And we had to balance all of those out. So I actually pursued several different options. I pursued one option that I would look at self-funding the business where I would keep a larger control of the company. And in return, I would be putting in more of my own capital. I considered an option where we would go raise money from the get-go from outside investors.

And having a previous exit under my belt made that a little bit easier to do. I considered a venture service option and I considered like a bootstrapped option.

And I, after pursuing each of those, what I decided to do was kind of bring in a blend of all of them. I decided not to pay myself for the first couple of years and to front a lot of the early expenses without putting a ton of capital into the money. So I bought the domain. I hired some of the first consultants that we brought in.

I paid for some of the digital marketing that we did. I fronted the cost of the branding. But I wasn't going to pay payroll by myself. So we looked at outsourcing development as an example. And we ended up finding a great team where we could trade equity for development services. So instead of me paying the first $250,000 to build our MVP, we had this venture service group do it in exchange for equity.

And that really de-risked me and made it feel like other people had skin in the game. And so we were more likely to be successful than if I was the one doing it all on my own.

So how was the process of finding the venture service for founders that have never done that before?

And how hard was to get a SEPT and to have them come on board?

Of course, you had your exit and you had your experience. But talk with founders a little bit more about how that works.

Yeah, I don't think it's easy. I don't think very many things in entrepreneurship are easy. But if you take some time to prepare and to learn what you're doing, it dramatically simplifies the process and makes it easier. So at that time, this is early 2019. As I'm actively pursuing these multiple options, I'm talking to developers and development companies that we could pay to do this.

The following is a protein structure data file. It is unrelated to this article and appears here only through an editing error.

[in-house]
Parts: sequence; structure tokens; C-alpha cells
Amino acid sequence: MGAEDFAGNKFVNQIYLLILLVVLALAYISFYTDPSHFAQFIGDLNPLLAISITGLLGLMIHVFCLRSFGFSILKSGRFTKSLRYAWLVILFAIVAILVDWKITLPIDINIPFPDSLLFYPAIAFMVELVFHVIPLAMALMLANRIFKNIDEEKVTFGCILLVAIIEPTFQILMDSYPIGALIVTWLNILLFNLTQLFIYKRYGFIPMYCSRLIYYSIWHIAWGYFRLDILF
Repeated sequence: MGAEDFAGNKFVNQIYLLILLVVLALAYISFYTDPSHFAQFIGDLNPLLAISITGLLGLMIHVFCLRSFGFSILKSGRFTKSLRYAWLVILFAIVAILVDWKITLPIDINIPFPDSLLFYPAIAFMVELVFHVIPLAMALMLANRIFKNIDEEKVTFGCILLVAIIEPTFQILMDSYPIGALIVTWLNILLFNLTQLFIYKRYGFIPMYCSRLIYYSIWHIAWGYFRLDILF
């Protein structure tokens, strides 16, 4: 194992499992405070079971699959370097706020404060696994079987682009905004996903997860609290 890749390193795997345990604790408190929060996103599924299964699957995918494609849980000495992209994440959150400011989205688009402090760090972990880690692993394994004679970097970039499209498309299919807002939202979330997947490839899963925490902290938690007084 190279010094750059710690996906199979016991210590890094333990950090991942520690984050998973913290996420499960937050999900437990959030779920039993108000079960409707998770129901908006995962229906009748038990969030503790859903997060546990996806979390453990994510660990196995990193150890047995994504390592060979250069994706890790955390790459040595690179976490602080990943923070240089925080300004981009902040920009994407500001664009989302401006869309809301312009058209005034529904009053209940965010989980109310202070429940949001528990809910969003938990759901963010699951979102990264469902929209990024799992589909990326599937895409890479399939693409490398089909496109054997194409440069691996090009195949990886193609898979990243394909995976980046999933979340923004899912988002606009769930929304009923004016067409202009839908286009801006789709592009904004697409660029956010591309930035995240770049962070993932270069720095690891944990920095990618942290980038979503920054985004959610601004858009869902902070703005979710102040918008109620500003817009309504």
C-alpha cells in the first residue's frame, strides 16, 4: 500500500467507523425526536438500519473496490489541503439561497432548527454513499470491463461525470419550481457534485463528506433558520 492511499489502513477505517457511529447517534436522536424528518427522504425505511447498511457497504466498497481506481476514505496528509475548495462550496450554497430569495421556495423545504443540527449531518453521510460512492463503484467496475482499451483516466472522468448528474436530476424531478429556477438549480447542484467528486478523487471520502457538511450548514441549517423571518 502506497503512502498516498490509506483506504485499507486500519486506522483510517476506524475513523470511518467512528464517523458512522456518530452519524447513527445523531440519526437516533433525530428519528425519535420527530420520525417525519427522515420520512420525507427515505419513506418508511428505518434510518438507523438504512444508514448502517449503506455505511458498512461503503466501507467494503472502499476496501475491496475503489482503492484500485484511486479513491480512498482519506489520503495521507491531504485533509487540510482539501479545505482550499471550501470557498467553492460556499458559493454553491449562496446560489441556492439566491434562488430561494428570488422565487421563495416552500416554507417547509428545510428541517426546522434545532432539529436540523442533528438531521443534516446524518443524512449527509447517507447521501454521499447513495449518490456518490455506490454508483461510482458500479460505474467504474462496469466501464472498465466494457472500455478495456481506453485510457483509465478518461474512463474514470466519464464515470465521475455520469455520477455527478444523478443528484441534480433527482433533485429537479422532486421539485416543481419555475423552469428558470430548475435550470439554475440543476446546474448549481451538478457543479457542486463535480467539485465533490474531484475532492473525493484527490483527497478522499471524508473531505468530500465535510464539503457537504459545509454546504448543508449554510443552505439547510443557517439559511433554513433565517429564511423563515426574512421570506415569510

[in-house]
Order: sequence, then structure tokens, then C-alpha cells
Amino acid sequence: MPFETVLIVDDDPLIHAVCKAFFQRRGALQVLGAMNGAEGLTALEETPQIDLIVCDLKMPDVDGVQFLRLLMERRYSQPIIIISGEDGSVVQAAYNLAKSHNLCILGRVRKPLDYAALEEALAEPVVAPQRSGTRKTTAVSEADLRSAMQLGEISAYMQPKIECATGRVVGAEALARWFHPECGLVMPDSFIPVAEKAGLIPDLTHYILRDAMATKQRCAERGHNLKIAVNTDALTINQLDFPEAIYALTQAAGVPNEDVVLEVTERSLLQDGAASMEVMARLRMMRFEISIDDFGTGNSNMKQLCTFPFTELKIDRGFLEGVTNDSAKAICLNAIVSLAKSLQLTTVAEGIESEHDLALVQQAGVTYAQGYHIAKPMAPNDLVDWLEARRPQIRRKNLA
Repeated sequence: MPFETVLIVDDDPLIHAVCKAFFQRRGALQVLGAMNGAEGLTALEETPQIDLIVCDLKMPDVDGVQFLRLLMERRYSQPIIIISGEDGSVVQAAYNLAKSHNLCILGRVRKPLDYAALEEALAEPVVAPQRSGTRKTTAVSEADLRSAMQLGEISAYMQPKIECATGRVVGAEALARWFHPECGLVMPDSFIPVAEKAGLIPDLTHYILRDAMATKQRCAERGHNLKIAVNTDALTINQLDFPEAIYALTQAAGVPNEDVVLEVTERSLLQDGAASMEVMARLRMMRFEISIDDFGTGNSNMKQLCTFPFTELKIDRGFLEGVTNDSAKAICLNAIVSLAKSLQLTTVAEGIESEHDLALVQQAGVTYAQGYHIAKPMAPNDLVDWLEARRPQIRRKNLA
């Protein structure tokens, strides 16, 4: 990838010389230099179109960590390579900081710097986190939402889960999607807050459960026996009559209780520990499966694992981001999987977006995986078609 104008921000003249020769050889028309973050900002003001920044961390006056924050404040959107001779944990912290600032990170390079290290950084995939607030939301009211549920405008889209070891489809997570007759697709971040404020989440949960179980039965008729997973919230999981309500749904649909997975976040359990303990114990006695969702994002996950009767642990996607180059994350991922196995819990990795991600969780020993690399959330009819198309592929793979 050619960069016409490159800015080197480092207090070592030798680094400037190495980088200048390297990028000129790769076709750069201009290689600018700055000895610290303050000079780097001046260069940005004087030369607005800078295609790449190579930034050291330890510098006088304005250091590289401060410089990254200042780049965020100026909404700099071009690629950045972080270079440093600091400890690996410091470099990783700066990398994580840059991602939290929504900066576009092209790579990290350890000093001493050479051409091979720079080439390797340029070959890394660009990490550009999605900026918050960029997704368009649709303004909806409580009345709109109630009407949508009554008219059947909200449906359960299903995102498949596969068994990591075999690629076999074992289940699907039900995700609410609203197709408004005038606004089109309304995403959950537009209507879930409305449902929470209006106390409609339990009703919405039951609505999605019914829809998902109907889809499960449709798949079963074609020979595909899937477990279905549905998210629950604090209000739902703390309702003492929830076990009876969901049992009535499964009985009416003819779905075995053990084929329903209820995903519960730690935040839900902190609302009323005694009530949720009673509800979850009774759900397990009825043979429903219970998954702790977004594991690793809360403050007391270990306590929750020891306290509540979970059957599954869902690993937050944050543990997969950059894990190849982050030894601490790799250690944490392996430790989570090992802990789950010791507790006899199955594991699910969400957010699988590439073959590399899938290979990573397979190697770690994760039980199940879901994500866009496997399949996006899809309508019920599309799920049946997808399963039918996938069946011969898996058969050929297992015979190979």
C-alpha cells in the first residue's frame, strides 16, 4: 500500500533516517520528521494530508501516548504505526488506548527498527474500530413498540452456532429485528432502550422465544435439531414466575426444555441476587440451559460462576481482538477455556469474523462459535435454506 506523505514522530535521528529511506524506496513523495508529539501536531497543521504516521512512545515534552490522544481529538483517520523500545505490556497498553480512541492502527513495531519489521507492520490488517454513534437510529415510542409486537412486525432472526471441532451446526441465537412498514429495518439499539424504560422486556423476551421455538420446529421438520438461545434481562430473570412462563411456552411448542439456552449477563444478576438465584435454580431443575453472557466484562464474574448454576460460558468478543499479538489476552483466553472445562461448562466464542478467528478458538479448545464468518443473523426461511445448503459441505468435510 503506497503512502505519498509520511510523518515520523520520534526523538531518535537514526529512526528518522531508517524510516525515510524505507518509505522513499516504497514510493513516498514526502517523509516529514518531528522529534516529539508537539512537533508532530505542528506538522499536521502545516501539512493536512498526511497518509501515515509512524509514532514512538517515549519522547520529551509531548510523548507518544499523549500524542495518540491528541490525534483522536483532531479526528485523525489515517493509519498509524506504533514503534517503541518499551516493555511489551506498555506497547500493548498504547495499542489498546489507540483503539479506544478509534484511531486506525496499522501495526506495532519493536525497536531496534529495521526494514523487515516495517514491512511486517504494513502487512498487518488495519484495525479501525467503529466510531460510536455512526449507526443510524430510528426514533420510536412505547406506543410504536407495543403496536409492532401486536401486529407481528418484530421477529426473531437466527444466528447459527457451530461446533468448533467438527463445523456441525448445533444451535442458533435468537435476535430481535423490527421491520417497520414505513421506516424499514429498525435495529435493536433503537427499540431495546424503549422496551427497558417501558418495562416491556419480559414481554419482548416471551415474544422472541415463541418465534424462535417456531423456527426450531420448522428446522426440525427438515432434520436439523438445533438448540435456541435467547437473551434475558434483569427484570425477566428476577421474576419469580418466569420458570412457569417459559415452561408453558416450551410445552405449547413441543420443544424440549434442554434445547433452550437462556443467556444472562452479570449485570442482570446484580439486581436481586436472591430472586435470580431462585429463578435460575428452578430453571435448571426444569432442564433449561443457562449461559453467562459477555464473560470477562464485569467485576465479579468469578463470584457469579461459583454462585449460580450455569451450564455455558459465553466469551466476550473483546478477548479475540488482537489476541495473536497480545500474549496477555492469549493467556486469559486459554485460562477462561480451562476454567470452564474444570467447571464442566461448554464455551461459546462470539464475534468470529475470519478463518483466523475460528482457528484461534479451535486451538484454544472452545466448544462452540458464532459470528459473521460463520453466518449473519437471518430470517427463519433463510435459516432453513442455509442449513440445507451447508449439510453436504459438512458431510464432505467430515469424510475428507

I'm interviewing potential CTOs that we would hire on if we were going to bootstrap it. I'm also pitching traditional venture capitalists to see which takers that we could get. And out of the woodworks comes this company. It was actually from an entrepreneurship event that I was at. And their model really resonated with me.

This company just said, hey, what we do is we change the venture capital model so that we provide the services that young entrepreneurs need in exchange for that equity. And it resonated because it felt to me like it was going to go farther than I would if I just got the capital upfront. They do a two-year commitment. You come into their umbrella and they help accelerate and incubate the company.

And so it was not an easy process, but I already had the decks all built from working with traditional venture capitalists. So I'd already had pitch decks to go in and meet with them. They were very receptive because I had a previous exit and some experience in entrepreneurship.